News in Brief

Cyber problems at, cyber sharing at the Pentagon and more

Shutterstock image: monitoring factors of healthcare.

Audit finds cybersecurity lacking at

The federal government stored sensitive personal information on millions of health insurance customers in a computer system that had basic security flaws, according to an audit conducted by the Department of Health and Human Services.

The Obama administration said it acted quickly to fix all the problems identified by the audit of the Multidimensional Insurance Data Analytics System (MIDAS), the electronic backbone and central storehouse for information collected under the 2010 health care law.

MIDAS does not handle medical records, but it does include the names, Social Security numbers, birthdates, addresses, phone numbers, passport numbers, employment status and financial account information of millions of customers on and state insurance marketplaces.

Among the problems uncovered:

  • Unencrypted user sessions, contrary to standard practices on financial websites.
  • A shared read-only account for access to the database that contained individuals' personal information, a serious vulnerability if data is stolen.
  • Failure to disable "generic accounts" used for maintenance or other special access during testing.
  • Failure to conduct certain automated vulnerability scans that mimic known cyberattacks.

GAO to Pentagon: Share more cyber resources with small businesses

As of July, the Defense Department's Office of Small Business Programs "had not identified and disseminated cybersecurity resources" in its outreach to small businesses, according to a Government Accountability Office report.

GAO identified 15 existing federal resources for doing so, including online training from the Defense Security Service and a planning tool for small businesses provided by the Federal Communications Commission.

The DOD office is considering including cybersecurity resources in its outreach to small companies, according to GAO. Doing so would be in line with the Pentagon's Cyber Strategy, which calls for more collaboration with the private sector to build layered cyber defenses, the report states.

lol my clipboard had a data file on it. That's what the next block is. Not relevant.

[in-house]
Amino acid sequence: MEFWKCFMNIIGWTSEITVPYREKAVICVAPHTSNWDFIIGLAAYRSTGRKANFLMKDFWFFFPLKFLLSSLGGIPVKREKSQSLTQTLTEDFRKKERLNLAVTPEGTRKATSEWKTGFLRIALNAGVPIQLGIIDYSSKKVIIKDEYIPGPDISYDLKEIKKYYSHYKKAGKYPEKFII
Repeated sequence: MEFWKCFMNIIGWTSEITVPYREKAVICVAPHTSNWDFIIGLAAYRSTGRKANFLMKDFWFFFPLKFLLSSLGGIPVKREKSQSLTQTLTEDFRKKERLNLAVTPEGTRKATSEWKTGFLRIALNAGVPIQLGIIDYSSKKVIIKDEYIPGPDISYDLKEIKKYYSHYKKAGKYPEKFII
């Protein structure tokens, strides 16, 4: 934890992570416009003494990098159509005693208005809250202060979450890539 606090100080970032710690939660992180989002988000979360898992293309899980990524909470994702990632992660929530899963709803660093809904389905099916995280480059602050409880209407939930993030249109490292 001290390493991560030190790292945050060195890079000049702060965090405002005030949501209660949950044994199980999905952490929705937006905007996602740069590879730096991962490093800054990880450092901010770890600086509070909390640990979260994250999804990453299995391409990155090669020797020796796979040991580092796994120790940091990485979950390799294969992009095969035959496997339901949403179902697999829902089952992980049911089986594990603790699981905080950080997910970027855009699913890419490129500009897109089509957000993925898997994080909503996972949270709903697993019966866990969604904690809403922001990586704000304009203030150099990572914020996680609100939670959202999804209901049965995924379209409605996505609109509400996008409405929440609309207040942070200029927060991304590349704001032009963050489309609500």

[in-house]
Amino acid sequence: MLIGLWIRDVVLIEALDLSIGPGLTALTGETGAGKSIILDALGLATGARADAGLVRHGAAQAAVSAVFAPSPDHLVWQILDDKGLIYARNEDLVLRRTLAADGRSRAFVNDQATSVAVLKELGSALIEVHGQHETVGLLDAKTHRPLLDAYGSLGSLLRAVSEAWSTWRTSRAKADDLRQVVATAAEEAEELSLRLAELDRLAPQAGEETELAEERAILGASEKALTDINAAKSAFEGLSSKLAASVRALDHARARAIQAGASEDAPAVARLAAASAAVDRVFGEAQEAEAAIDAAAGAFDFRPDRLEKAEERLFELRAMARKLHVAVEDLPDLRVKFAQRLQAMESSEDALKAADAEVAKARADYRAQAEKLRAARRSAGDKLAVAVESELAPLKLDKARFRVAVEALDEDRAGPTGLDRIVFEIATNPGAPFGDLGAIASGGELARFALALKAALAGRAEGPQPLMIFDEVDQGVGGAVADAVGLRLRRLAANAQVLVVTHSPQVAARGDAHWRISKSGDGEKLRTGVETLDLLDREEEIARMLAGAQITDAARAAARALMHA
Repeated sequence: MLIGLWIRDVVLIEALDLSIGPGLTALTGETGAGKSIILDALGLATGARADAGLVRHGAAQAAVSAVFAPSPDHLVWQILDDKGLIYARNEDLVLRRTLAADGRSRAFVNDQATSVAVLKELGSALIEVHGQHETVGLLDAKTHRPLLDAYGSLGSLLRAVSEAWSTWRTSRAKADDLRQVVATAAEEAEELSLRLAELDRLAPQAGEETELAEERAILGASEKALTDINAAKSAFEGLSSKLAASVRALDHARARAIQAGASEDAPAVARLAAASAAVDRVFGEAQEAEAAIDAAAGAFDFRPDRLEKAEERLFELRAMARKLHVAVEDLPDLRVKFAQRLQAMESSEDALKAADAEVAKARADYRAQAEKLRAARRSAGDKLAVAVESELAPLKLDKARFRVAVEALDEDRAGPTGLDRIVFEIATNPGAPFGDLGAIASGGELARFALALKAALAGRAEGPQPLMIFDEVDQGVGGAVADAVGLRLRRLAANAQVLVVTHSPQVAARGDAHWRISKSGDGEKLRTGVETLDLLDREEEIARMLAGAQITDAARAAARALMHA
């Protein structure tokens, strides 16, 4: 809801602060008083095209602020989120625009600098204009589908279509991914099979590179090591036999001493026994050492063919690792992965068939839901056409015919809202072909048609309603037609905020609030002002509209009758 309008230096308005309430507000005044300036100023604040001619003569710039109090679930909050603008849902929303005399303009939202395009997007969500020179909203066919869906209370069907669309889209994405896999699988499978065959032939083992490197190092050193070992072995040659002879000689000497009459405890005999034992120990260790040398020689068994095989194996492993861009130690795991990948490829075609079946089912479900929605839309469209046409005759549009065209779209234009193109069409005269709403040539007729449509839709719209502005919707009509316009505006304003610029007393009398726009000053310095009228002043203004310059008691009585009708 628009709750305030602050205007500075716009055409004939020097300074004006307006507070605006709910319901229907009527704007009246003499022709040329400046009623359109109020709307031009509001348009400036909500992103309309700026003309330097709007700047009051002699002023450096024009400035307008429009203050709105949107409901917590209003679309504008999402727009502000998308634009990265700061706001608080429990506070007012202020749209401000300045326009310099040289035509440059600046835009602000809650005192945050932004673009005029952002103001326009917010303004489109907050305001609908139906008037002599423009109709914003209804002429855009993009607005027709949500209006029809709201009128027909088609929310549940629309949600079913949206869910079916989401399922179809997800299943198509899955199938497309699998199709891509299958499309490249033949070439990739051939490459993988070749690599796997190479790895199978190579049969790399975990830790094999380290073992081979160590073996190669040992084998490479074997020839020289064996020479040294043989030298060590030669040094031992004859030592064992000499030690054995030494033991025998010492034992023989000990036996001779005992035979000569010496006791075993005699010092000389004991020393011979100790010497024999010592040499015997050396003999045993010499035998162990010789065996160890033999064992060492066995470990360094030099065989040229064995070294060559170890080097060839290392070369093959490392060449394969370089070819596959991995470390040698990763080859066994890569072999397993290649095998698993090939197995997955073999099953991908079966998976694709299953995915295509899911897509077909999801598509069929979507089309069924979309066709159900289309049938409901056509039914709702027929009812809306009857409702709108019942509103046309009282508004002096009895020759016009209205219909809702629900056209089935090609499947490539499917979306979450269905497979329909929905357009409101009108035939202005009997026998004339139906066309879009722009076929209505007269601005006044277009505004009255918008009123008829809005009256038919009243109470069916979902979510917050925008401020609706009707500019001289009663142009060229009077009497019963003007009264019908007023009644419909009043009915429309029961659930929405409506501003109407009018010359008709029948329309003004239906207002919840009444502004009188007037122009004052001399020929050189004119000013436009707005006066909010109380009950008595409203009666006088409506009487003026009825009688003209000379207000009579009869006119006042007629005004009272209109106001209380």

Cyber Command official shares more on joint exercise

A joint cyber exercise that the Pentagon held in June gave defense officials clearer insight into how cyberthreats drive business operations in the private sector, according to a U.S. Cyber Command official.

This was the fourth year of the exercise but the first time it included private-sector participants. Rear Adm. Kevin Lunday, Cyber Command's director of exercises and training, shed a bit more light on the classified exercise at a Sept. 24 conference at Georgetown University. One of the nightmarish scenarios simulated in the exercise was the disruption of a major shipping port in Britain by a cyberattack, Lunday said at the conference, which was sponsored by the National Geospatial-Intelligence Agency.

"This wasn't a prediction or a forecast of what might happen," he said. "It's simply a realization that there is a tremendous amount of uncertainty out there."

The three-week exercise was sponsored by the FBI and the Department of Homeland Security and held at a Joint Staff J-7 facility in Suffolk, Va. Representatives of the energy, financial, IT and transportation sectors were on hand for the exercise, Lunday said.

During the exercise, teams from the Pentagon, other federal agencies, the National Guard and elsewhere work to repel simulated attacks on a closed, classified computer network.

Lunday said publicizing the exercise might serve as a deterrent for adversaries considering cyberattacks on U.S infrastructure.

State developing social media and analytics platform

The State Department is building a real-time, cross-platform content management and analytics system for its social media accounts, GCN reports.

Officials are working with the Winvale Group, a business management consultant, to develop a mobile-enabled platform that will allow them to communicate, contribute and collaborate in real time and schedule and publish content across multiple social media platforms.

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